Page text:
Activists call for resignation: UN commissioner defends visit to China

There are no photos or reports of UN Commissioner Bachelet's visit to the Chinese province of Xinjiang, where the Uyghur minority is being tortured.

Activists call for resignation: UN commissioner defends visit to China

There are no photos or reports of UN Commissioner Bachelet's visit to the Chinese province of Xinjiang, where the Uyghur minority is being tortured. China exploits their trip for their own propaganda. Now Bachelet has to defend himself against massive criticism.

At the end of her visit to China, UN Human Rights Commissioner Michelle Bachelet defended the trip against massive criticism. In her final press conference, Bachelet assured that she was able to hold her talks in the Uyghur region of Xinjiang without being overseen by the Chinese authorities. At the same time, she emphasized that her trip to China was "not an investigation" into human rights violations. Activists accused Bachelet of giving China's communist leadership a propaganda victory. There were also calls for resignation.

"We are aware that many people are waiting for news about the fate of their loved ones," Bachelet said, referring to numerous members of the Muslim Uighur minority in the western Xinjiang region. "This and other issues have been raised with the authorities." The UN Commissioner did not want to provide any further information on this sensitive issue.

Bachelet called on the Chinese authorities to avoid "arbitrary and indiscriminate" measures in Xinjiang. At the same time, however, she acknowledged damage caused by "violent extremist acts". Bachelet summed up that her six-day visit to the People's Republic was an opportunity to speak "openly" with the Chinese authorities as well as with representatives of civil society and intellectuals.

Her visit was the first to China by a UN human rights commissioner in 17 years. This was preceded by difficult negotiations about the terms of the trip. According to her office, Bachelet also visited Ürümqi and Kashgar in Xinjiang. Details of these travel stations and photos of them have not been published.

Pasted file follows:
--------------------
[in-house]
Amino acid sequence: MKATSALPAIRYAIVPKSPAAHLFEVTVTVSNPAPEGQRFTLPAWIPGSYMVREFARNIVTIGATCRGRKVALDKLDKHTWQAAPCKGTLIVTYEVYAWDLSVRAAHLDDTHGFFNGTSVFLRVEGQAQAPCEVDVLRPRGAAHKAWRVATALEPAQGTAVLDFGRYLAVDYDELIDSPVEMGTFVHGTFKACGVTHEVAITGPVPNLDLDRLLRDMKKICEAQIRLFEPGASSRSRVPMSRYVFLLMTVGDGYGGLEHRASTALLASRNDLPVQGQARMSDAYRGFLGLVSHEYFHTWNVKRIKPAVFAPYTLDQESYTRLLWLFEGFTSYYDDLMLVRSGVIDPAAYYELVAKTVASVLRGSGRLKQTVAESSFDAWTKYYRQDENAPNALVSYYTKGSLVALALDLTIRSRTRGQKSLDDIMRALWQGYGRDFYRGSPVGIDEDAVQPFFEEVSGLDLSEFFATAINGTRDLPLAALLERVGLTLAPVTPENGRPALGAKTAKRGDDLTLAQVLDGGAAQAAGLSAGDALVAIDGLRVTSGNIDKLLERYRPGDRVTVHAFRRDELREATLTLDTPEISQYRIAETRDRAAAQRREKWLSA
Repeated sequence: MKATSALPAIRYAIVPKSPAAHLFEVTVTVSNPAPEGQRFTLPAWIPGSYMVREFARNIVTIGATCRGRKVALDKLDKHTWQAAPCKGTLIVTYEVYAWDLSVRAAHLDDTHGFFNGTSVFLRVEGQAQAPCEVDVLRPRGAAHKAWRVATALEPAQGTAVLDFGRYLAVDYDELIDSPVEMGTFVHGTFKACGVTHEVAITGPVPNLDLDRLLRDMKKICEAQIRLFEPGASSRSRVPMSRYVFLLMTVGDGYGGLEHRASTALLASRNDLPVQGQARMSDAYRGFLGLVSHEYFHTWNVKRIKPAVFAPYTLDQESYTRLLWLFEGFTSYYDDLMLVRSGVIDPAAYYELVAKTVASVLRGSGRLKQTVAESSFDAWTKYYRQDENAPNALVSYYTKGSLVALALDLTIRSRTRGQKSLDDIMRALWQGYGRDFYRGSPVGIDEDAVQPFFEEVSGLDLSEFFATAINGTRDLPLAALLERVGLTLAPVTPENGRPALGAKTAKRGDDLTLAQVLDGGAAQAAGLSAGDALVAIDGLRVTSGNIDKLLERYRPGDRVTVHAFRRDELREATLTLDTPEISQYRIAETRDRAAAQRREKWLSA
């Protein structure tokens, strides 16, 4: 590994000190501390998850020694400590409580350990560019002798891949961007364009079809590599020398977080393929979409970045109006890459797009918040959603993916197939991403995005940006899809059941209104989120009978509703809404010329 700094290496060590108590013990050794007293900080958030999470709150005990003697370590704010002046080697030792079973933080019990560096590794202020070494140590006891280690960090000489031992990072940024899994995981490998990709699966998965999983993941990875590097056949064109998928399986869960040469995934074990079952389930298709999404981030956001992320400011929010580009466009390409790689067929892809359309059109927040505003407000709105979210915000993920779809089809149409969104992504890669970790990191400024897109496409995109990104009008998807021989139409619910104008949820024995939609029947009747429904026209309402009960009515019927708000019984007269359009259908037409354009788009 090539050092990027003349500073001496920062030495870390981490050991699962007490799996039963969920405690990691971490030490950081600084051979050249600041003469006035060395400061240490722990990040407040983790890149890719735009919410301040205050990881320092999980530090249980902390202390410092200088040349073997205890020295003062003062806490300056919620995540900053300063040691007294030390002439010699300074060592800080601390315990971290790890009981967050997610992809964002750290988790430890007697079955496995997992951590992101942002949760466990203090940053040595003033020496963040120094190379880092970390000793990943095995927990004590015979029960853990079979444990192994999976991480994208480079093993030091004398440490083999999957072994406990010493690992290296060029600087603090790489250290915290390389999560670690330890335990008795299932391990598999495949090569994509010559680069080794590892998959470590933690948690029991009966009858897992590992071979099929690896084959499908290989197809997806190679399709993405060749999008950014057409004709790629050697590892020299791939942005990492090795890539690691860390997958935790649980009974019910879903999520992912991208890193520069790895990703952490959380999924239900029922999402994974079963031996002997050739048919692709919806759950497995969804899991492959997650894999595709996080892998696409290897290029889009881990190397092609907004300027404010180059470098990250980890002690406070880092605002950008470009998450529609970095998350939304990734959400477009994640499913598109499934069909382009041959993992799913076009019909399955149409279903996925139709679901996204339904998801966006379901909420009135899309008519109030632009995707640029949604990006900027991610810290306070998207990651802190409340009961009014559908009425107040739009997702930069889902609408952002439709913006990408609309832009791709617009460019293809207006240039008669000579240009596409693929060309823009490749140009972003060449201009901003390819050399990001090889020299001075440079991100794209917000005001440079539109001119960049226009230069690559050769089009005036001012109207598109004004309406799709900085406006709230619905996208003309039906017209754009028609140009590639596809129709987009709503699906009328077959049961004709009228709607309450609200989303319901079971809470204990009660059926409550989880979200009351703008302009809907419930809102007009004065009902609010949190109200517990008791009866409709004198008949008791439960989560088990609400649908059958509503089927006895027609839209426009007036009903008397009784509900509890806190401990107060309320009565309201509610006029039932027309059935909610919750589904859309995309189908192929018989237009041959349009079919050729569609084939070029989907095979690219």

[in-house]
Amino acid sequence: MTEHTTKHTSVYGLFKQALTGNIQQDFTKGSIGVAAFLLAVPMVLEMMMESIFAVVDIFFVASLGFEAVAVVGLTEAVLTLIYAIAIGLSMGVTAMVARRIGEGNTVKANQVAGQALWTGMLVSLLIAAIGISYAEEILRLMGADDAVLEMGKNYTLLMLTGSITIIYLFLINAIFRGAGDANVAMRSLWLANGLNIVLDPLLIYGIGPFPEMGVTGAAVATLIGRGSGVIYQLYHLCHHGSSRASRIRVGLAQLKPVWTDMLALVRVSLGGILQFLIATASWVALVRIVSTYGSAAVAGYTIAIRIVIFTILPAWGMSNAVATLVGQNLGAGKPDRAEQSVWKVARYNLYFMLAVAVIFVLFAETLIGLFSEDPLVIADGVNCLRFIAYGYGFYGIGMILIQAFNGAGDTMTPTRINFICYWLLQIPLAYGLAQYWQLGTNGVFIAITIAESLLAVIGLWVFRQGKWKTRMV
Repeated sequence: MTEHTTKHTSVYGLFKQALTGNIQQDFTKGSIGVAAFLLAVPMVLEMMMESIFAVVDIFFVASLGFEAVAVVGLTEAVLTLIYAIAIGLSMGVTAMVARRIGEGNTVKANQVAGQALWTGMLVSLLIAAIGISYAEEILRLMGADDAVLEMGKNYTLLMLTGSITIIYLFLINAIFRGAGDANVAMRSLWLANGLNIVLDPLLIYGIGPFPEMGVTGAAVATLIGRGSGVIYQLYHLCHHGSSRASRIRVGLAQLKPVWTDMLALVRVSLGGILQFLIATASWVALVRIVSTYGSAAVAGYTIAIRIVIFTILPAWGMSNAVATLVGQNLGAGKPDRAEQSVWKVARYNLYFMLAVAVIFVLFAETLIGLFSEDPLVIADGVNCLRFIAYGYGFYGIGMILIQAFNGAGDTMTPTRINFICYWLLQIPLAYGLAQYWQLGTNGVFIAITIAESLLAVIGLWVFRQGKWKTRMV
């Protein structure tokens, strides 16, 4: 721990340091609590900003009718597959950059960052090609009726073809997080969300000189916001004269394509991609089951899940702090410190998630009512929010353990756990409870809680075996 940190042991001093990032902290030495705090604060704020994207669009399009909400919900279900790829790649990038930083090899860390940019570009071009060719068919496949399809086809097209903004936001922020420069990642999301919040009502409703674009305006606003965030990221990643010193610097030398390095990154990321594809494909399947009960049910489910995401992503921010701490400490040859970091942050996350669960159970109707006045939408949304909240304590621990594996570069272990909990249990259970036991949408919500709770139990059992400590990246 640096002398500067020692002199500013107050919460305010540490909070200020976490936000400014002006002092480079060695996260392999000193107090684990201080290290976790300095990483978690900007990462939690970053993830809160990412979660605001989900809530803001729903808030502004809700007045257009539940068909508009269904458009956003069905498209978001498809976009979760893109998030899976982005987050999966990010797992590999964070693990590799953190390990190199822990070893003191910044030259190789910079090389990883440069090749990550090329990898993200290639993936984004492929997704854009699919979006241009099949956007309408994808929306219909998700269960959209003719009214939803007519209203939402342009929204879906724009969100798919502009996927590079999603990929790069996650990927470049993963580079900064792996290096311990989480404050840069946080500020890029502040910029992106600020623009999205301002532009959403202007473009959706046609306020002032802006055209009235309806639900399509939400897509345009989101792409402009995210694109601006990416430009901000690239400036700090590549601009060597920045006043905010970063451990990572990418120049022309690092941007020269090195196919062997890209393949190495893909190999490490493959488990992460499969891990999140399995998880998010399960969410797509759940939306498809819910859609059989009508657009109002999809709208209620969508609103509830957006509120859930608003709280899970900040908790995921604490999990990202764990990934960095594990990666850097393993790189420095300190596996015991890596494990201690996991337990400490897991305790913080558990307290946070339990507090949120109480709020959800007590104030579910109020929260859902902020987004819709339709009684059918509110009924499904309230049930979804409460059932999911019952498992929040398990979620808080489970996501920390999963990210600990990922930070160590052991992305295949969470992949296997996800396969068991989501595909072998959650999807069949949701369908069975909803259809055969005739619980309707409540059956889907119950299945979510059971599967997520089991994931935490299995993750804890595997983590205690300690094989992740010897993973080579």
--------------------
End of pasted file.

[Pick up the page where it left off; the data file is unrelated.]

After Bachelet's closing statement, Chinese Deputy Foreign Minister Ma Zhaoxu stated that certain "Western states" had "spared no effort to disrupt and undermine the High Commissioner's visit," albeit without success. Bachelet experienced the protection and promotion of "the traditions of ethnic minorities" on site. "Xinjiang is by no means a human rights issue," Ma said.

Chinese state media reported on a virtual meeting between the UN representative and head of state Xi Jinping on Wednesday that Bachelet had confirmed China's view of the human rights situation. Her Geneva office was then forced to clarify that what she said to Xi was not a direct endorsement of Chinese policy.

Months ago, Bachelet's office was due to deliver a much-anticipated report on Xinjiang. However, the publication was repeatedly postponed. As early as 2018, in her first speech to the UN Human Rights Council, she spoke of "deeply disturbing allegations of arbitrary detention of Uyghurs and other Muslim communities (...) in so-called re-education camps throughout Xinjiang". Observers suspect behind the delayed publication pressure from China, which wanted to prevent an announcement before the Winter Olympics in Beijing or before their visit, as it was said. Bachelet's report was ready last year. The procedure brought her a lot of criticism at the time.

Human rights activists reported that the UN commissioner had now undertaken a propaganda trip for China. Human Rights Watch director Kenneth Roth said, "Such silent backroom talks are exactly what Beijing wants -- no public reporting, no pressure to end its intense repression of Uyghurs and others."

Bachelet's visit left the impression "that she walked right into a very predictable propaganda exercise by the Chinese government," said Agnès Callamard, head of Amnesty International. Dilxat Raxit of the exile organization World Uyghur Congress wrote of Bachelet: "Resigning is the only meaningful thing she can do for the Human Rights Council."

At the start of Bachelet's visit, an international media consortium published further evidence of the mass internment of Muslim Uyghurs in Xinjiang. Thousands of photos, speeches and instructions from the authorities prove there, among other things, torture and the existence of a shooting order.

The US accuses Beijing of genocide and crimes against humanity in Xinjiang and criticized Bachelet's trip to China as a mistake. The German government has also expressed concern about China's handling of the Uyghurs. Beijing justifies its actions in Xinjiang with the need for "anti-terrorist" measures.

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